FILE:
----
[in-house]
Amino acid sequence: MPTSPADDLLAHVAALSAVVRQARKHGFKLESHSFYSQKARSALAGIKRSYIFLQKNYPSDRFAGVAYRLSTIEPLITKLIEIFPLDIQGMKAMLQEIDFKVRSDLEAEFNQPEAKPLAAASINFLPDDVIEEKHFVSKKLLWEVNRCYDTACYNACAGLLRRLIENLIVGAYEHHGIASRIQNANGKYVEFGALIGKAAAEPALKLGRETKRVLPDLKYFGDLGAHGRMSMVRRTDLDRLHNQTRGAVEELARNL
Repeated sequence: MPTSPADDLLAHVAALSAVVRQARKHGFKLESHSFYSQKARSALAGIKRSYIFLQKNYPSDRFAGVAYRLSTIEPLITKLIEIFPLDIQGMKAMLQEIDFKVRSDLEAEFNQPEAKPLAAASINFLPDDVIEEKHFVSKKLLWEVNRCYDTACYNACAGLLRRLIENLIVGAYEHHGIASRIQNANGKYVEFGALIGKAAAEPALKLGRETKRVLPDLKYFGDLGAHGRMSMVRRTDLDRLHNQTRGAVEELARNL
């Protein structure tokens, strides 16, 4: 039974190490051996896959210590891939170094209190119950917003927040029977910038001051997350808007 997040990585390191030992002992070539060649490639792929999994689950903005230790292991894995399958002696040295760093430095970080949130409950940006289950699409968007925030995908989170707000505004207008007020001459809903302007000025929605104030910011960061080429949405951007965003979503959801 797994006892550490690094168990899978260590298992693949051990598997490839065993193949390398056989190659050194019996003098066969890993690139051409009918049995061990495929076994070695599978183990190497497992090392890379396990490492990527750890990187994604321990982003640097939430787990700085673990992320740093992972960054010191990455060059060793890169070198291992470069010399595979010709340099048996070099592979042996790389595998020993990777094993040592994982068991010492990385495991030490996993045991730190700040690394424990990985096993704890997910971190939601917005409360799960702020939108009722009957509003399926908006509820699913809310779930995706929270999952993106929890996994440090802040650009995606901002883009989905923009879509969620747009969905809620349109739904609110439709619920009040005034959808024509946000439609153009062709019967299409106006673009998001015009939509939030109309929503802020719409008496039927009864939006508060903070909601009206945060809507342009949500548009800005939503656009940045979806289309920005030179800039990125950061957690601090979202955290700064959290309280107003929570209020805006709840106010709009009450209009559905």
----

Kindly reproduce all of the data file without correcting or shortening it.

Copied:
[in-house]
Amino acid sequence: MPTSPADDLLAHVAALSAVVRQARKHGFKLESHSFYSQKARSALAGIKRSYIFLQKNYPSDRFAGVAYRLSTIEPLITKLIEIFPLDIQGMKAMLQEIDFKVRSDLEAEFNQPEAKPLAAASINFLPDDVIEEKHFVSKKLLWEVNRCYDTACYNACAGLLRRLIENLIVGAYEHHGIASRIQNANGKYVEFGALIGKAAAEPALKLGRETKRVLPDLKYFGDLGAHGRMSMVRRTDLDRLHNQTRGAVEELARNL
Repeated sequence: MPTSPADDLLAHVAALSAVVRQARKHGFKLESHSFYSQKARSALAGIKRSYIFLQKNYPSDRFAGVAYRLSTIEPLITKLIEIFPLDIQGMKAMLQEIDFKVRSDLEAEFNQPEAKPLAAASINFLPDDVIEEKHFVSKKLLWEVNRCYDTACYNACAGLLRRLIENLIVGAYEHHGIASRIQNANGKYVEFGALIGKAAAEPALKLGRETKRVLPDLKYFGDLGAHGRMSMVRRTDLDRLHNQTRGAVEELARNL
């Protein structure tokens, strides 16, 4: 039974190490051996896959210590891939170094209190119950917003927040029977910038001051997350808007 997040990585390191030992002992070539060649490639792929999994689950903005230790292991894995399958002696040295760093430095970080949130409950940006289950699409968007925030995908989170707000505004207008007020001459809903302007000025929605104030910011960061080429949405951007965003979503959801 797994006892550490690094168990899978260590298992693949051990598997490839065993193949390398056989190659050194019996003098066969890993690139051409009918049995061990495929076994070695599978183990190497497992090392890379396990490492990527750890990187994604321990982003640097939430787990700085673990992320740093992972960054010191990455060059060793890169070198291992470069010399595979010709340099048996070099592979042996790389595998020993990777094993040592994982068991010492990385495991030490996993045991730190700040690394424990990985096993704890997910971190939601917005409360799960702020939108009722009957509003399926908006509820699913809310779930995706929270999952993106929890996994440090802040650009995606901002883009989905923009879509969620747009969905809620349109739904609110439709619920009040005034959808024509946000439609153009062709019967299409106006673009998001015009939509939030109309929503802020719409008496039927009864939006508060903070909601009206945060809507342009949500548009800005939503656009940045979806289309920005030179800039990125950061957690601090979202955290700064959290309280107003929570209020805006709840106010709009009450209009559905």